More on the Weekly Photo Challenge: Satisfaction

Save

Keeping Keys, and the Weekly Photo Challenge: Collage

This challenge calls for a collection “found in the wild or assembled ourselves.” You could almost say I found this group of keys in the wild, since I found them when clearing out my house and it got a little wild around here, disorganization-wise. Every time I unpacked something and found a key, I added it to the box.

Most of these keys were Bob’s but a few were his father’s. I see Bob’s Celica key, and I’ll bet those Volkswagon keys were for all the beloved Karman Ghias that came before. I like the tiny key in the yellow box. It would be perfect for a charm bracelet.

Bob's keys

Bob’s keys — a multi-year collection. 

I have my own father’s key ring too. He used to hang it on a pocket of his over-alls. Growing up, I saw it on the corner of my parents’ dresser every night.

My father's Key ring

My father’s key ring

They’re old keys now, and some quite beautiful. There’s something so personal about keys, and just a sight of the key ring of a beloved parent or partner somehow slices away the years and brings the person closer.

I keep my own keys too — do you keep yours?

More on the Weekly Photo Challenge: Collage

Remodeling, Painting Paneling, and the Weekly photo Challenge: Delta

One of the biggest changes I made to this house started back in February, documented in this earlier post on remodeling (and chaos).  Here’s a “before” shot of the room behind the mysterious plastic drape in that post —

Dark Judges paneling - I called it the 'Morris Room'

Dark Judges paneling – I called it the ‘Morris Room’ and yes, I knew it was too cluttered, but never got around to styling the shelves before it was time to pack up.

Of course it’s nothing like a real (William) Morris Room, say the cafe at the V&A in London, but I can dream, can’t I?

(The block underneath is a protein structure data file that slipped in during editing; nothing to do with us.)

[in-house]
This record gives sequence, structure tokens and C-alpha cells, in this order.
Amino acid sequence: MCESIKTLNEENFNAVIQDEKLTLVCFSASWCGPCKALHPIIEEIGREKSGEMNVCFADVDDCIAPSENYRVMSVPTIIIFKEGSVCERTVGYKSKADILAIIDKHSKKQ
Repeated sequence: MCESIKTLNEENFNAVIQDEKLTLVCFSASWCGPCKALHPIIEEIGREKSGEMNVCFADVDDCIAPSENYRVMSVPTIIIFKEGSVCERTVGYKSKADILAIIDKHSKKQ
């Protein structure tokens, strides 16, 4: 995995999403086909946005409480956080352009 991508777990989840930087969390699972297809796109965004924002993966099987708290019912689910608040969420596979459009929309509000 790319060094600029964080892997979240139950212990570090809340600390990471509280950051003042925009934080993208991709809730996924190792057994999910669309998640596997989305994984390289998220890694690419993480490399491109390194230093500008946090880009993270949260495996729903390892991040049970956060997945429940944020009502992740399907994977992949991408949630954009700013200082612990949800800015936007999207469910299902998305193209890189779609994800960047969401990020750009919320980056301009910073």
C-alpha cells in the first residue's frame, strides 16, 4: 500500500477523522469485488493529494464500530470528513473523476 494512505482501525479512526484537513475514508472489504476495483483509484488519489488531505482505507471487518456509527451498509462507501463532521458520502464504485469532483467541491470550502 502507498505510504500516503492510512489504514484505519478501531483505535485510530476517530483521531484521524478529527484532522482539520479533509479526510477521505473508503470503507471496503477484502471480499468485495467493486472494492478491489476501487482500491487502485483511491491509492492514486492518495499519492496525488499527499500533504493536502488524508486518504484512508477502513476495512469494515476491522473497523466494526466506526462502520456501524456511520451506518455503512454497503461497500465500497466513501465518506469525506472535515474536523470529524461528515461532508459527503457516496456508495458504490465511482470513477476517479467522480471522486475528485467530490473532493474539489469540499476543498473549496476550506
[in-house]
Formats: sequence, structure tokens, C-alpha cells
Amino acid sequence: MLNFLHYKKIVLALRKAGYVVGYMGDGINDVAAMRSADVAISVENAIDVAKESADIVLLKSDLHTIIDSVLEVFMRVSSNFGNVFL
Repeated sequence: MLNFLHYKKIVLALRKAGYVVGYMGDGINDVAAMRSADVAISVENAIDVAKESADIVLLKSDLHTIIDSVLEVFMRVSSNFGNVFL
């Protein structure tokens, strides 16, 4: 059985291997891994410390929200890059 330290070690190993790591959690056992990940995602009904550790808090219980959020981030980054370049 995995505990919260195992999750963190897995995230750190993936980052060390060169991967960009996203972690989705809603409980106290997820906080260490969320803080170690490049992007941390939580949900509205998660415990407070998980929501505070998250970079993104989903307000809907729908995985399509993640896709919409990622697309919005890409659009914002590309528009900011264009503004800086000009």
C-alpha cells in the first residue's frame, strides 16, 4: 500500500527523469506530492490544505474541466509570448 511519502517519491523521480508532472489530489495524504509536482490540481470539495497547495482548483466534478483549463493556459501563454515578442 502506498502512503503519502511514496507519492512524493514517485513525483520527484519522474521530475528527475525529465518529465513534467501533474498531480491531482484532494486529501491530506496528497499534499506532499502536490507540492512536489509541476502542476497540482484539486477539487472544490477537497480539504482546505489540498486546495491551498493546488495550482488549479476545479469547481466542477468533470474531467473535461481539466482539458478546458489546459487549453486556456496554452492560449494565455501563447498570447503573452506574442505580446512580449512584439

The Real Morris Room Morris room, 1866 – 8. © Victoria and Albert Museum, London (from the V&A Museum website)

The Real Thing — Morris room, 1866 – 8. © Victoria and Albert Museum, London (photo from the V&A Museum website)

When we first moved in, Bob liked the dark paneling, and I didn’t mind it. Though I eventually came around to the idea of painting it to lighten the room, without help, I doubt I would have trusted anyone to do a good job on the painting. Now I’m indebted to my organizer/designer/Renaissance woman helper, Leigh, able to leap small buildings and boss around unruly contractors. Here’s the room on the way to getting emptied out.

Starting to pack up my "Morris Room"...

Starting to pack up my “Morris Room”…

The other side, with cut-out for the bar area

The other side, with the old cut-out for the bar area

Transition continues with painting, and the bar area gets enclosed —

Changes to the "Morris Room"

Changes to the “Morris Room” (I’m not a fan of the enclosure, but it’s done now).

Painting the "Morris Room"

Painting the “Morris Room” – almost ready for the floor.

Starting over in the Morris Room

Starting over …

Painted paneling - new Morris Room

Painted paneling, and restyling by Leigh – I suppose we shouldn’t keep calling it the “Morris Room”

Lighter, brighter, and with new cabinet hardware and an updated ceiling fixture…I’m hoping it’s enough to freshen up my vintage furniture.

There is one funny thing about all these changes. As each project gets completed, I feel a little thrill of recognition — as if somehow I knew all along this is what I would end up doing, and how it would turn out, even if I couldn’t have articulated it before. I’m hoping that means I’m on the right path.

How’d we do? Let me know what you think — about the room, that is, not about how I’m a day late on the Delta photo challenge.

More on the Weekly Photo Challenge: Delta

More on William Morris

A Perfect Vacuum, and the Weekly Photo Challenge – Transient

It’s hard to be a nomad when you have to clean house every day. Why so clean? Here’s why —Home for SaleI’ve been downsizing for a long time now, but the last several weeks have put frantic full-time-focus on getting ready to sell. Finally getting a chance to get back to the blogging world is a good sign. I’m hoping my state of transience comes soon.